Scientists in America say the effects of long-term, regular use of carnitine supplements should be investigated after they found a link between the nutrient and atherosclerosis (hardening of the arteries).
Carnitine, found naturally in red meat, is metabolised by bacteria in the gut into TMAO, another chemical associated with thickening of the arteries. The scientists, from the Cleveland Clinic, have shown that diet rich in carnitine also boosts the growth of such bacteria, potentially worsening the problem.
Lead researcher, Stanley Hazen, said: “The bacteria living in our digestive tracts are dictated by our long-term dietary patterns. A diet high in carnitine actually shifts our gut microbe composition to those that like carnitine, making meat eaters even more susceptible to forming TMAO and its artery-clogging effects.”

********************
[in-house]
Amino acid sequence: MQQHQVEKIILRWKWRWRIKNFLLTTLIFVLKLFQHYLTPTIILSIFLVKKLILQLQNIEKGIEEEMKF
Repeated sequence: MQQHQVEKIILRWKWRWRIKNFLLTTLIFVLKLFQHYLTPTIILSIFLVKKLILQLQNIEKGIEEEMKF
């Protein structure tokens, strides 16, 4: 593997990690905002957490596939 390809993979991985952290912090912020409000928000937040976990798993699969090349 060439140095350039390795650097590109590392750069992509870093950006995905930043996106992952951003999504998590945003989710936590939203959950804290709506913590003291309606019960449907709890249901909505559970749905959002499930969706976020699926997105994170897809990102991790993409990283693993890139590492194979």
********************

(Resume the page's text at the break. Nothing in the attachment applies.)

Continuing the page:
Dr Hazen said: “Carnitine is not an essential nutrient — our body naturally produces all we need. We need to examine the safety of chronically consuming carnitine supplements as we’ve shown that, under some conditions, it can foster the growth of bacteria that produce TMAO and potentially clog arteries.
Carnitine supplements are sold as mainly as a weight loss product or muscle-mass promoter.